In November of 1976, Abbott would be picked up by the Seattle Mariners in the expansion draft held that year. He spent the next five seasons as a member of the Mariners, where he twice won a career high twelve games (1977 & 1980). He was named the opening day starter for the Mariners three times, in ’78, ’79, and ‘81. For his start in 1978 he became the first Seattle Mariners pitcher to win on opening day.
Then came 1982. Abbott had surgery to remove bone chips in his elbow during Spring Training that year. Then, while rehabbing with the Mariners AAA club in Salt Lake City he was diagnosed with viral meningitis. He missed the remained of the ’82 season recovering from the illness, and didn’t pitch again until June of 1983 for the Mariners. On June 12th of that season, he faced the Kansas City Royals at the Kingdome in Seattle. Abbott pitched a complete game in his return, giving up only one run on five hits while striking out five Royals.
On August 23rd of the ’83 season, Abbott was purchased by the Detroit Tigers from the Seattle Mariners. He played the ’83 and ’84 season with the Tigers, and was released by Detroit in August of the 1984 season.
After being released by the Tigers, Abbott retired as a player. His final Major League numbers read: 248 games played in, 206 started; 62 wins, 83 losses, and a 4.39 ERA; in 1286 innings pitched he allowed 707 runs on 1405 hits, struck out 484 and walked 352.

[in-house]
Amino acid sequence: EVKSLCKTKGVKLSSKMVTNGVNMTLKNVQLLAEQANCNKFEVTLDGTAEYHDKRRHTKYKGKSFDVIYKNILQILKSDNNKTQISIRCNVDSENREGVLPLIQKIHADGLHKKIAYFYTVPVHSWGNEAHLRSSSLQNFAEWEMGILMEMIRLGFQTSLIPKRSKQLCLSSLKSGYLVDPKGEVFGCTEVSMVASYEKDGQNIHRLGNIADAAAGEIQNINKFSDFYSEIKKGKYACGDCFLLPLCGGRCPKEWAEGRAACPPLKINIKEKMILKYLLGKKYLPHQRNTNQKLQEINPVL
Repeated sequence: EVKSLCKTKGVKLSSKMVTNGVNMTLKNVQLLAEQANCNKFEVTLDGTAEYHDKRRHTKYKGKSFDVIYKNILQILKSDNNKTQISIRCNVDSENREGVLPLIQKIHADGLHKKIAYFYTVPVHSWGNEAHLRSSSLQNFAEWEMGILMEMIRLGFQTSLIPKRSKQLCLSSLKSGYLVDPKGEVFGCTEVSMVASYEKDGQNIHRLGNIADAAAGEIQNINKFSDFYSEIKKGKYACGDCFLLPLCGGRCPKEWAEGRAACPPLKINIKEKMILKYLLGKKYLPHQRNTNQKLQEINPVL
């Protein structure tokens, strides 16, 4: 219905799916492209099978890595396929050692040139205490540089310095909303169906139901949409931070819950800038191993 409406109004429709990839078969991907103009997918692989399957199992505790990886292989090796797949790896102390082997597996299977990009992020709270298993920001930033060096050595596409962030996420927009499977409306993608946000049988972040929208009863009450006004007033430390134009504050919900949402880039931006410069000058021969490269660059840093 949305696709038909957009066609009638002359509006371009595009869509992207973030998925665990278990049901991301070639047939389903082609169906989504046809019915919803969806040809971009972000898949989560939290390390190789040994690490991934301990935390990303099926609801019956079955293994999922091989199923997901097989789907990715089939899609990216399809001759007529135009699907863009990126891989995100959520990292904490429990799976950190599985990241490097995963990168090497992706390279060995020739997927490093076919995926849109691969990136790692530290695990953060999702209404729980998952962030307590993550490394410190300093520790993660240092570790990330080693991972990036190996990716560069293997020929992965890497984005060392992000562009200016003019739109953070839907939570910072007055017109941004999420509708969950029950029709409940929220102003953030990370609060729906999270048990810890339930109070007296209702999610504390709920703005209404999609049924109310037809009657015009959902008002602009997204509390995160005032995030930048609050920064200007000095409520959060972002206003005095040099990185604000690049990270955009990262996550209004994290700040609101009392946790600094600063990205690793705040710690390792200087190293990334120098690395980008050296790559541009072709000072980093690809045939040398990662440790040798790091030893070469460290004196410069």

His coaching career has taken him to all levels of organized ball, from Tacoma, Portland, and Oklahoma in AAA to Spokane, Savannah, and Modesto in Single A. He has also spent time at the Double A level, beyond Binghamton this season, in Huntsville, Midland, Mobile, and San Antonio. In 2011, Abbott returned to the organization where he first coached, the Mets, as the pitching coach for the Savannah Sand Gnats. In 1985, his first stint was coaching the Little Falls Mets who played in the New-York Penn League. Abbott was promoted to the Binghamton Mets just prior to the 2012 season, and has continued to develop the young arms in the Mets system with Wheeler and Collin McHugh being two of the top pitchers in the Eastern League, and reliever Robert Carson earning a call up to the big club multiple times this year.
Weekly Stat Snapshot
Where the B-Mets stack up against the rest of the Eastern League:
Matt den Dekker – 1st in runs (38); T-3rd in hits (63); T-1st in doubles (17); T-4th in triples (3)
Pedro Zapata – 3rd in triples (4)
Eric Campbell – 2nd in on base percentage (.424)
Zack Wheeler – 4th in ERA (1.88); T-1st in strikeouts (60); 3rd in WHIP (0.97)
Collin McHugh – 5th in ERA (2.17); T-3rd in strikeouts (53); 5th in WHIP (1.09)
Did You Know?
Current B-Mets pitching coach Glenn Abbott was part of a no-hitter? On September 28, 1975, as a member of the Oakland Athletics, Abbott relieved starter Vida Blue in the sixth inning of a game against the California Angels. Abbott retired Ike Hampton, Jerry Remy, and Dave Chalk in order to keep the no-hit bid alive. He was replaced in the seventh by Paul Lindblad, and Rollie Fingers finished out the game pitching the eighth and ninth. At that time, it was the first combined four pitcher no-hitter in Major League history.